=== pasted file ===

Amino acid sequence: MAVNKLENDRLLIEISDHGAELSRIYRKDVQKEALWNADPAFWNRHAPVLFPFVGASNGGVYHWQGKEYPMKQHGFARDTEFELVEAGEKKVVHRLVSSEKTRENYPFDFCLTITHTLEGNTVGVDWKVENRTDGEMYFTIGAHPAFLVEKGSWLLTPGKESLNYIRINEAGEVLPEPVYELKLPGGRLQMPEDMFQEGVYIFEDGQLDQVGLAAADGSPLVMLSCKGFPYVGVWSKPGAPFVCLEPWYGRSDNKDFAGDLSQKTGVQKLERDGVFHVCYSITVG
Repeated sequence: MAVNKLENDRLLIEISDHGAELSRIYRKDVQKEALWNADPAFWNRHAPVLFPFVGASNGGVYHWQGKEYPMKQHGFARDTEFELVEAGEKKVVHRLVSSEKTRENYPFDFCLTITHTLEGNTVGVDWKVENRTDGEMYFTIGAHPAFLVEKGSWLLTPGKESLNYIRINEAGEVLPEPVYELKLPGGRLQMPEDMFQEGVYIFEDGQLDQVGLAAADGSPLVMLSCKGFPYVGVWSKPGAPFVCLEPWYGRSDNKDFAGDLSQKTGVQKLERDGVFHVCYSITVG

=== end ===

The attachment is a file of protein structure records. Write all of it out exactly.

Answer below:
Amino acid sequence: MAVNKLENDRLLIEISDHGAELSRIYRKDVQKEALWNADPAFWNRHAPVLFPFVGASNGGVYHWQGKEYPMKQHGFARDTEFELVEAGEKKVVHRLVSSEKTRENYPFDFCLTITHTLEGNTVGVDWKVENRTDGEMYFTIGAHPAFLVEKGSWLLTPGKESLNYIRINEAGEVLPEPVYELKLPGGRLQMPEDMFQEGVYIFEDGQLDQVGLAAADGSPLVMLSCKGFPYVGVWSKPGAPFVCLEPWYGRSDNKDFAGDLSQKTGVQKLERDGVFHVCYSITVG
Repeated sequence: MAVNKLENDRLLIEISDHGAELSRIYRKDVQKEALWNADPAFWNRHAPVLFPFVGASNGGVYHWQGKEYPMKQHGFARDTEFELVEAGEKKVVHRLVSSEKTRENYPFDFCLTITHTLEGNTVGVDWKVENRTDGEMYFTIGAHPAFLVEKGSWLLTPGKESLNYIRINEAGEVLPEPVYELKLPGGRLQMPEDMFQEGVYIFEDGQLDQVGLAAADGSPLVMLSCKGFPYVGVWSKPGAPFVCLEPWYGRSDNKDFAGDLSQKTGVQKLERDGVFHVCYSITVG